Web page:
In a victory for Columbia graduate students pushing to form a union, the highest arm of the National Labor Relations Board announced Wednesday that it will review their petition to unionize.
The Graduate Workers of Columbia, a group of graduate teaching and research assistants, first petitioned to gain recognition as a union one year ago. The NLRB's decision brings GWC one step closer to its goal.
GWC filed a request in November for the NLRB in Washington to review its petition after Karen Fernbach, the regional director of the NLRB, dismissed GWC's petition for the second time, citing precedent. Fernbach had previously dismissed the petition in February, but the national level of the NLRB reinstated it and called upon her to hold hearings to examine the role of graduate students at Columbia.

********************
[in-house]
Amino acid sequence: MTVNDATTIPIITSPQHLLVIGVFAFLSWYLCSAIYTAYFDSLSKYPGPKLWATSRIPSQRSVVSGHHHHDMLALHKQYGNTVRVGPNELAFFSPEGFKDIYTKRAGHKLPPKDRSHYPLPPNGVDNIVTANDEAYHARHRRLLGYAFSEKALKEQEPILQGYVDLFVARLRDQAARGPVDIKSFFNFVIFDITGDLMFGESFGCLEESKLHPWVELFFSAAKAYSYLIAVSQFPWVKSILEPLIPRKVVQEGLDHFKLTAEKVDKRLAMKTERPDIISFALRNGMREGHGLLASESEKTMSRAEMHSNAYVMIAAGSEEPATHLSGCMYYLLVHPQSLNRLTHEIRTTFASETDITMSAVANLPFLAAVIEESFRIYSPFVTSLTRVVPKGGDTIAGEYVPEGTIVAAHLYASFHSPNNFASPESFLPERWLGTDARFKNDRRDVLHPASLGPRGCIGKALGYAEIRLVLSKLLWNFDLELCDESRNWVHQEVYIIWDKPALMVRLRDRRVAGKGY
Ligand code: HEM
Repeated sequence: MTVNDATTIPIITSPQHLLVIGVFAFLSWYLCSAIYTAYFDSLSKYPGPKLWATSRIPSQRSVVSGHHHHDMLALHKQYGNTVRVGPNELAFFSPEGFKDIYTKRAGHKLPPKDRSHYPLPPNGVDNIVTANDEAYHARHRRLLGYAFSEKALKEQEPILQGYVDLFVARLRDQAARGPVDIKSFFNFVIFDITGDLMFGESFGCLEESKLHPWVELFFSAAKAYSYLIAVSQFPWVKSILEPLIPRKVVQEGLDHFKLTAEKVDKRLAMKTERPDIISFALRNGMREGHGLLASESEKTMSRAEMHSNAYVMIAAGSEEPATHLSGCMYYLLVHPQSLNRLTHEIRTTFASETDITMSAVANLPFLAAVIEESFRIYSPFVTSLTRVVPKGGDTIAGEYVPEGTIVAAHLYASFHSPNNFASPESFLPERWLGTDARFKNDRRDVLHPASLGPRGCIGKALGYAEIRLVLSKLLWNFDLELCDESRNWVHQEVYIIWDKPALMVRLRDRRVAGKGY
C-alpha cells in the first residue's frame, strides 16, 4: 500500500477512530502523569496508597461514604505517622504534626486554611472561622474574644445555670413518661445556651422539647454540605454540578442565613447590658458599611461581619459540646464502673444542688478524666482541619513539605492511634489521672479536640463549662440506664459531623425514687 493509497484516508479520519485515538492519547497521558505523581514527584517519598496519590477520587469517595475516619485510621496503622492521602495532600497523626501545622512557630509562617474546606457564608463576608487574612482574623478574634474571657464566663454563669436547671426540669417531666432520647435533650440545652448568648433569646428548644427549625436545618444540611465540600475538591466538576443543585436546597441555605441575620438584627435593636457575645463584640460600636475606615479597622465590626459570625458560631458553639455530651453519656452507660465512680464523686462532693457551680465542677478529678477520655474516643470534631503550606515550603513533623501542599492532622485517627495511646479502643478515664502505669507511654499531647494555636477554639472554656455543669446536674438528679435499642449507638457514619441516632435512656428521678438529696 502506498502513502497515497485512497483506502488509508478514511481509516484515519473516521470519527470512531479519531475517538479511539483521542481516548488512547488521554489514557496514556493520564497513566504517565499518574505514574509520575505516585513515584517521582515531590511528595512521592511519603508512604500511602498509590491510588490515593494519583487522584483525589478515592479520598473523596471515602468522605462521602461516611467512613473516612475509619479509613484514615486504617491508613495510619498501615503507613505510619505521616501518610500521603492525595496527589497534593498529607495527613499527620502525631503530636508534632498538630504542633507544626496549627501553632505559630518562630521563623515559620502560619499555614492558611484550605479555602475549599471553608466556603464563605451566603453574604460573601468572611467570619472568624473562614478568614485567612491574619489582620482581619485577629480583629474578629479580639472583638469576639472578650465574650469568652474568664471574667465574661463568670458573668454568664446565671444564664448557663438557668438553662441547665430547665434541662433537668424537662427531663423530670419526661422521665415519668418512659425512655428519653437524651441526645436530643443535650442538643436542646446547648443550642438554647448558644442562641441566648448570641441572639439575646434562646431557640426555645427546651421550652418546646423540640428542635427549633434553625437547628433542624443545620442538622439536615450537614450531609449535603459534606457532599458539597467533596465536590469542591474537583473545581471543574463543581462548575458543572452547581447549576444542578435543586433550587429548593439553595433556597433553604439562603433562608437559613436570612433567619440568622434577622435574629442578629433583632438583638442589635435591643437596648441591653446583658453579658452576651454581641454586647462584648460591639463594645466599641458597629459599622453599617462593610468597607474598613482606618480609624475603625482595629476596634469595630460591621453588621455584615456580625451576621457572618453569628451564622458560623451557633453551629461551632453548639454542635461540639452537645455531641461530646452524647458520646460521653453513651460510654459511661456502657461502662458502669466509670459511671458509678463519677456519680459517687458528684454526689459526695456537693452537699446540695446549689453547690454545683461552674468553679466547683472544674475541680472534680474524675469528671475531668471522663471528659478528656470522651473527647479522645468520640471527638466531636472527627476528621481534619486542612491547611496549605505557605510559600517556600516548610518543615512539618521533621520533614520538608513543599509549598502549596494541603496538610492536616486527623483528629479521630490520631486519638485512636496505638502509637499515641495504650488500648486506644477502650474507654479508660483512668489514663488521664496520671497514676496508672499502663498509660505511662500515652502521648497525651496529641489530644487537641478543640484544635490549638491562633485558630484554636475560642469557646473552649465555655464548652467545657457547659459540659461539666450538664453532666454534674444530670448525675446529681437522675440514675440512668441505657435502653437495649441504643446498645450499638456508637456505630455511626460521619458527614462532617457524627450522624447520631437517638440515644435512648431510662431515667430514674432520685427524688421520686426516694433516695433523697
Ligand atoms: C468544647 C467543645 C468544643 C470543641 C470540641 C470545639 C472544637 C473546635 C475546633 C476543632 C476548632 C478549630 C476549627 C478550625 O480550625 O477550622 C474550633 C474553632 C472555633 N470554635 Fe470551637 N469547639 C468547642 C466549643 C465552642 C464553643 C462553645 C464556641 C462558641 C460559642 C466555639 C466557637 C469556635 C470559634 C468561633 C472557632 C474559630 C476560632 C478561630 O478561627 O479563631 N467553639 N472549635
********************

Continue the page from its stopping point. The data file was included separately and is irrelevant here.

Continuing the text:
The NLRB's highest level in Washington—referred to as the Board—is a five person governing body that has the power to overturn the 2004 Brown University precedent, which prevents graduate students from unionizing at private universities. The current Board, appointed by President Barack Obama, is expected to be more liberal than the 2004 Board that set the Brown precedent, which was appointed by President George W. Bush.
"While not wholly unexpected, this is a critical step in on our push to have Brown overturned and be able to collectively bargain here at Columbia," Paul Katz, an organizer for GWC said.
In its decision published Wednesday, the Board said that it will next establish a schedule for both parties—Columbia and GWC—to file their briefs. If the Board rules in GWC's favor, an election will be held for graduate teaching and research assistants to vote on whether they should unionize. Katz said that a favorable ruling could put GWC on track for an election as early as this coming semester.
A University spokesperson declined to comment.